The Great Pretenders, Natural and Uncured
If dietary nitrates and nitrites are primarily derived from consuming vegetables and potentially yield health benefits –aren’t we all constantly berated to consume more vegetables, particularly leafy greens – then do we need to be paying exorbitant amounts of money for “natural,” “uncured,” or “no artificial nitrite/nitrate added” bacon?
The answer to that query would be “NO, NO, NO.” Starting with quality ingredients and adding the small amount of sodium nitrite required to eliminate the risk of botulinum poisoning and Listeria infection does not corrupt the endeavor.
The commercial products touting their “natural” or “no added nitrites” label are not a superior solution. These overpriced products are often treated and cured by using a “natural” source of NO2 or NO3 such as celery or beet juice along with salt, often in the form of sea salts. These products have been shown to have similar characteristics as traditionally cured meats; in fact this replicates many of the curing methods for various meat products prior to 1926.[i]
By law, since they do not add sodium nitrite they must be labeled “uncured” although in fact they are cured using the same chemistry that occurs when you add sodium nitrite to your pork bellies. While you may be paying a whole lot more for their product, a nitrate or nitrite by any other name is chemically the same. In fact, if dietary nitrites and nitrates caused cancers or other ill health effects; vegetarians and vegans would be dropping like flies.
The reason they don’t is that in addition to the bulk of nitrates and some nitrites coming from vegetables, 70-97% of our total nitrite exposure comes from our own saliva. And the nitrate in the food and water (yes, water is a source of nitrate accounting for up to 21% of our daily nitrate intake) we ingest is then converted to nitrite by our gut microbiome (approximately 5%–10% of the total) and our own enzymes. A total of about 25-45% of the total nitrate ingested is converted to nitrite. The rest is excreted in the urine with about 60-70% of ingested nitrate being excreted within 24 hours.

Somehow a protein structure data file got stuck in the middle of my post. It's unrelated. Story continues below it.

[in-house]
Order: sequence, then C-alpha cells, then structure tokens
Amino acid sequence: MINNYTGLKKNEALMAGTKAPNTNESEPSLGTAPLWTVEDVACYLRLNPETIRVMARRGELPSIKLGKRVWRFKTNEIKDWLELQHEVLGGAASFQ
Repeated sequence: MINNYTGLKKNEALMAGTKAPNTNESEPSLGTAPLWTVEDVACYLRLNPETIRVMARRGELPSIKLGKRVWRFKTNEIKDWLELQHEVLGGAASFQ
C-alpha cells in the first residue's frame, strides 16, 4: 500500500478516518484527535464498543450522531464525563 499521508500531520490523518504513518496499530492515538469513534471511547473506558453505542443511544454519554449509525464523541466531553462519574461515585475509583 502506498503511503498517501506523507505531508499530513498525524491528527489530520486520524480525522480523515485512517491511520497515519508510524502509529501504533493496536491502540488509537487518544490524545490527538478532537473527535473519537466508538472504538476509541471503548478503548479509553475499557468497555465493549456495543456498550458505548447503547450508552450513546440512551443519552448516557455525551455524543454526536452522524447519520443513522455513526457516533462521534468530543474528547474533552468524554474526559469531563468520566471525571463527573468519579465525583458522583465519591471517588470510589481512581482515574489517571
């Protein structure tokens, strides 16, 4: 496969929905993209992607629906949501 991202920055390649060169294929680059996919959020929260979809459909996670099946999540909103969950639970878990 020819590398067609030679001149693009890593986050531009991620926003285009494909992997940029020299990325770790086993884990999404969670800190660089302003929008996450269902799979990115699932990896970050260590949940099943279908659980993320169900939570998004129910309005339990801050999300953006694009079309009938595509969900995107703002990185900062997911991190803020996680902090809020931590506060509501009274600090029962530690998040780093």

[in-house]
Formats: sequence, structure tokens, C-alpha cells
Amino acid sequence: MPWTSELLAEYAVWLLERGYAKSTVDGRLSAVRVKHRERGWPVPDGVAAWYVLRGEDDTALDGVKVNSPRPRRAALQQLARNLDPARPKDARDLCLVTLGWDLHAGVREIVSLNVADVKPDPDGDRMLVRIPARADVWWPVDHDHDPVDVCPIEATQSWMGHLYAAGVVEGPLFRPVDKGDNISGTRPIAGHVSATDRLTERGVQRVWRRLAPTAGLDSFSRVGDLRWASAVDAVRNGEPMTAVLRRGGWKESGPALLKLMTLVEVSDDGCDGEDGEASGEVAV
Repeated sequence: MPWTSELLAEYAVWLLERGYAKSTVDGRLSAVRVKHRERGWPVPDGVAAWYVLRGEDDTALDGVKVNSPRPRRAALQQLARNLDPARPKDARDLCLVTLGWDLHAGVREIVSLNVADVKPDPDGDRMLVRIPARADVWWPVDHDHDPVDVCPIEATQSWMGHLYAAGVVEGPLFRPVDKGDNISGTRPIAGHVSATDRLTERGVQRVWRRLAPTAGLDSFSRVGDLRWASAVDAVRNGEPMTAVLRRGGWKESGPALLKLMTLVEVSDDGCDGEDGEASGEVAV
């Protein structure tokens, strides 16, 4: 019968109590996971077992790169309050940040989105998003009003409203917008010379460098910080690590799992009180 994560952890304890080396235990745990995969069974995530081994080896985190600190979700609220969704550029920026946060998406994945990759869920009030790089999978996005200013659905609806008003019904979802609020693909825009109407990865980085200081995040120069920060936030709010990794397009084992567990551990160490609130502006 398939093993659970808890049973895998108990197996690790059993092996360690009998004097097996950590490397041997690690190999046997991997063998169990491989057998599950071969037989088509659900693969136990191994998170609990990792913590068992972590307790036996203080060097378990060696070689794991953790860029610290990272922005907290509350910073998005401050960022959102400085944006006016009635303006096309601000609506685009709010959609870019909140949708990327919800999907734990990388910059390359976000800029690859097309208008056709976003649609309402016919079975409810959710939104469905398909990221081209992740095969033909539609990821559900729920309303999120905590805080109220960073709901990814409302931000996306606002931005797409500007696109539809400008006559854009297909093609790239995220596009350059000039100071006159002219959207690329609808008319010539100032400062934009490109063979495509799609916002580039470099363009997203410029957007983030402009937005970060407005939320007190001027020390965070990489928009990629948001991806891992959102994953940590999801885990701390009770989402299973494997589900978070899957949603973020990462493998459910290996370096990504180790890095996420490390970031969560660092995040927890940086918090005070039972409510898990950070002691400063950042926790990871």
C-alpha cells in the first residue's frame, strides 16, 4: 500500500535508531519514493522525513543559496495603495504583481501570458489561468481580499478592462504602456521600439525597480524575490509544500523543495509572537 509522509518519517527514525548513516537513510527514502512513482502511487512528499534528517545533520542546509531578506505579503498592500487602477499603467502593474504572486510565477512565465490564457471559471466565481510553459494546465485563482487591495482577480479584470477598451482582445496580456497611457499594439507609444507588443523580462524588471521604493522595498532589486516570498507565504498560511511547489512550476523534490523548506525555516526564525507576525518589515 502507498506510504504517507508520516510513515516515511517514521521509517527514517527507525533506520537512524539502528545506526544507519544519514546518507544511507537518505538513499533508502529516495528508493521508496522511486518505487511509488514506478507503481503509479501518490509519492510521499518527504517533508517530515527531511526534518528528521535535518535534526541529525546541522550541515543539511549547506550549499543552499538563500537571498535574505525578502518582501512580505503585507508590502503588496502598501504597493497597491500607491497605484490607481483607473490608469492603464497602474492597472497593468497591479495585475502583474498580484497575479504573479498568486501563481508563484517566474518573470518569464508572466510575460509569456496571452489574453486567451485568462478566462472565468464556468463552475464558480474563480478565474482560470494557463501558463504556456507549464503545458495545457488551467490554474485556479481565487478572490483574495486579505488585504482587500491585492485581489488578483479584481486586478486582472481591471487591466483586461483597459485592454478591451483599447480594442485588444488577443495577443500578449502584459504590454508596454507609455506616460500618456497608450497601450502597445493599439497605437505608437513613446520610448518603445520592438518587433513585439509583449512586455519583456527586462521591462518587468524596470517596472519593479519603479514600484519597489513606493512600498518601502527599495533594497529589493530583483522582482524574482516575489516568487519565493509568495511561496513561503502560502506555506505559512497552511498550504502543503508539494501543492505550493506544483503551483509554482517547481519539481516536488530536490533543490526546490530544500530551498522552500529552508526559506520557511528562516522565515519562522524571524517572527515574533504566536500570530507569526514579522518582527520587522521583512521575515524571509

The nitrite (NO2) is then quickly absorbed into the systemic circulation where it can be converted to nitric oxide (NO). The average half-life of NO2 once absorbed is only one to five minutes before it is converted to NO.
This NO is identical to the NO produced by the endogenous pathway via the metabolism of L-arginine by nitric oxide synthase (the nitric oxide synthase (NOS) pathway). This is the same L-arginine added and sold as a supplement to increase your body’s levels of NO; also known as the endothelium-derived relaxing factor, or EDRF, for better health. A molecule by any other name…..The NO is then used by the body, recycled via enterosalivary circulation or excreted as a nitrite or nitrate.[ii]
Part 5 to follow
[i] (Sullivan, 2011)
[ii] (Agency for Toxic Substances and Disease Registry; HHS, 2013)